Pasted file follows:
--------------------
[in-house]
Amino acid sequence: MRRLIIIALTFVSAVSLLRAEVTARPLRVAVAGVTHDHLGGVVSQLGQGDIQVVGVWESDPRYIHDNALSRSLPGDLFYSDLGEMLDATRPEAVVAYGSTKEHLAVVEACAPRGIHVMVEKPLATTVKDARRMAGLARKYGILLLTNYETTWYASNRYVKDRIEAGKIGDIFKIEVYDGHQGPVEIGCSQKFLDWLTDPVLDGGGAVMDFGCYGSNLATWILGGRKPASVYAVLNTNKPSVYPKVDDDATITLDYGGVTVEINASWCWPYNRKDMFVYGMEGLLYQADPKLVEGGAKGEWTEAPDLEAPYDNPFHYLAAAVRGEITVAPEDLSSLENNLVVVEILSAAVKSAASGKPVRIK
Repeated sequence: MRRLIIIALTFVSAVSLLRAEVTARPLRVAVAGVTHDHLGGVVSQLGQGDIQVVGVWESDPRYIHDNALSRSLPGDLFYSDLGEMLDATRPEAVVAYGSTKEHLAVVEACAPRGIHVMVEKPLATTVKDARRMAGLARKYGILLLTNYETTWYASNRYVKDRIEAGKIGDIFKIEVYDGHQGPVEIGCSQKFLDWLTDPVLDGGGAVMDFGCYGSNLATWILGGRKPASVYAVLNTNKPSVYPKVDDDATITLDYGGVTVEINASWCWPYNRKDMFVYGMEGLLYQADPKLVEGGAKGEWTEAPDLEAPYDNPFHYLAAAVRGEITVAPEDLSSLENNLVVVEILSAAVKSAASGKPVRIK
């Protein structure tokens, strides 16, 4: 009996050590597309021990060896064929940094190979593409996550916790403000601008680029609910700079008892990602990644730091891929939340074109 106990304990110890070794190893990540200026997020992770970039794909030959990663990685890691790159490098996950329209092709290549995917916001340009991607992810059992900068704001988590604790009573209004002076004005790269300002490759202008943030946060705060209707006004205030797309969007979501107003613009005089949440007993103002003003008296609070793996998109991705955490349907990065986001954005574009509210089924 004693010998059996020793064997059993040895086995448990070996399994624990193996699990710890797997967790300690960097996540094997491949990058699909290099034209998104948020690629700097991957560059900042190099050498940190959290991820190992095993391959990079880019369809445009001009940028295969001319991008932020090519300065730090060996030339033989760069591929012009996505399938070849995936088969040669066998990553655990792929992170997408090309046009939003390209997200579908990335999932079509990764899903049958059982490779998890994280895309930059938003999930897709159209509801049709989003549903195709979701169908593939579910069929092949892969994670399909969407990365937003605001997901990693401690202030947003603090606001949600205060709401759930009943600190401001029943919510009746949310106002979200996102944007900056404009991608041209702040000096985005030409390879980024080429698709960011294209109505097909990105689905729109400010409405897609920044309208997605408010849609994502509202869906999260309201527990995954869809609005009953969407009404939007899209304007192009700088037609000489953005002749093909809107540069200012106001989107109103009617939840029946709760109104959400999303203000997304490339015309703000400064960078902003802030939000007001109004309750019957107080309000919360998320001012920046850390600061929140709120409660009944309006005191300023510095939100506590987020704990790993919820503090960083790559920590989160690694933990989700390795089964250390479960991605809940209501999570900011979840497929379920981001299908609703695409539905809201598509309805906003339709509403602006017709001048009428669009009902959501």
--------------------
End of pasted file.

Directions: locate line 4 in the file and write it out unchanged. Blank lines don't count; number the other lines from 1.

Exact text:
């Protein structure tokens, strides 16, 4: 009996050590597309021990060896064929940094190979593409996550916790403000601008680029609910700079008892990602990644730091891929939340074109 106990304990110890070794190893990540200026997020992770970039794909030959990663990685890691790159490098996950329209092709290549995917916001340009991607992810059992900068704001988590604790009573209004002076004005790269300002490759202008943030946060705060209707006004205030797309969007979501107003613009005089949440007993103002003003008296609070793996998109991705955490349907990065986001954005574009509210089924 004693010998059996020793064997059993040895086995448990070996399994624990193996699990710890797997967790300690960097996540094997491949990058699909290099034209998104948020690629700097991957560059900042190099050498940190959290991820190992095993391959990079880019369809445009001009940028295969001319991008932020090519300065730090060996030339033989760069591929012009996505399938070849995936088969040669066998990553655990792929992170997408090309046009939003390209997200579908990335999932079509990764899903049958059982490779998890994280895309930059938003999930897709159209509801049709989003549903195709979701169908593939579910069929092949892969994670399909969407990365937003605001997901990693401690202030947003603090606001949600205060709401759930009943600190401001029943919510009746949310106002979200996102944007900056404009991608041209702040000096985005030409390879980024080429698709960011294209109505097909990105689905729109400010409405897609920044309208997605408010849609994502509202869906999260309201527990995954869809609005009953969407009404939007899209304007192009700088037609000489953005002749093909809107540069200012106001989107109103009617939840029946709760109104959400999303203000997304490339015309703000400064960078902003802030939000007001109004309750019957107080309000919360998320001012920046850390600061929140709120409660009944309006005191300023510095939100506590987020704990790993919820503090960083790559920590989160690694933990989700390795089964250390479960991605809940209501999570900011979840497929379920981001299908609703695409539905809201598509309805906003339709509403602006017709001048009428669009009902959501």